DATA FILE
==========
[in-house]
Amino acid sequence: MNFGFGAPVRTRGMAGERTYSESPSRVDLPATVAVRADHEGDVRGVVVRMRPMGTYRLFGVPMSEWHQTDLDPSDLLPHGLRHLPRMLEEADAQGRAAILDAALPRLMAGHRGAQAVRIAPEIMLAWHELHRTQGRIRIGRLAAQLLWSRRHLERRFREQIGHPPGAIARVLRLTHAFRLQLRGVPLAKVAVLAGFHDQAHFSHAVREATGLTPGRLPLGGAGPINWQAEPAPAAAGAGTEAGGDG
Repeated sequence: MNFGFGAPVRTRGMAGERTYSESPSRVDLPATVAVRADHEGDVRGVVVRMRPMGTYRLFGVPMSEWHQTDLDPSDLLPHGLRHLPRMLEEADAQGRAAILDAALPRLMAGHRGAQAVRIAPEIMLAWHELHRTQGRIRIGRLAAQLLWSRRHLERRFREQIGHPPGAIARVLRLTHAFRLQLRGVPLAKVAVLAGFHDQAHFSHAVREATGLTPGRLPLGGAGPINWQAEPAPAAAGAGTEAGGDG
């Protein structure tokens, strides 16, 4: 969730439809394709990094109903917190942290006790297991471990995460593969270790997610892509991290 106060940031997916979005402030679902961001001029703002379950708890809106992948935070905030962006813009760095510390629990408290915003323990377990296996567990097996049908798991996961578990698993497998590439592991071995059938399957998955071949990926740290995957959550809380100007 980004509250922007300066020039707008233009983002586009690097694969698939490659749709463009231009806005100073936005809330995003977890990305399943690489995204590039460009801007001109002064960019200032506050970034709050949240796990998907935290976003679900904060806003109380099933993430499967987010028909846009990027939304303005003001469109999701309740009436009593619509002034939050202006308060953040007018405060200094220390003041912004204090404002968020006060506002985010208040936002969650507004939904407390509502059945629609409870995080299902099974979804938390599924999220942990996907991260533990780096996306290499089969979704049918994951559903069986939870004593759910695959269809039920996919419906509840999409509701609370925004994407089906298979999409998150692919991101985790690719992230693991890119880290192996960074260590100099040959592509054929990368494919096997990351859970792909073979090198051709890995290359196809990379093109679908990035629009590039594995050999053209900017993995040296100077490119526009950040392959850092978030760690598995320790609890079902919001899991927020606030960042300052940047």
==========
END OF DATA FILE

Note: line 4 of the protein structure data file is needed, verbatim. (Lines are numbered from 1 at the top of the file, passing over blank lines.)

């Protein structure tokens, strides 16, 4: 969730439809394709990094109903917190942290006790297991471990995460593969270790997610892509991290 106060940031997916979005402030679902961001001029703002379950708890809106992948935070905030962006813009760095510390629990408290915003323990377990296996567990097996049908798991996961578990698993497998590439592991071995059938399957998955071949990926740290995957959550809380100007 980004509250922007300066020039707008233009983002586009690097694969698939490659749709463009231009806005100073936005809330995003977890990305399943690489995204590039460009801007001109002064960019200032506050970034709050949240796990998907935290976003679900904060806003109380099933993430499967987010028909846009990027939304303005003001469109999701309740009436009593619509002034939050202006308060953040007018405060200094220390003041912004204090404002968020006060506002985010208040936002969650507004939904407390509502059945629609409870995080299902099974979804938390599924999220942990996907991260533990780096996306290499089969979704049918994951559903069986939870004593759910695959269809039920996919419906509840999409509701609370925004994407089906298979999409998150692919991101985790690719992230693991890119880290192996960074260590100099040959592509054929990368494919096997990351859970792909073979090198051709890995290359196809990379093109679908990035629009590039594995050999053209900017993995040296100077490119526009950040392959850092978030760690598995320790609890079902919001899991927020606030960042300052940047």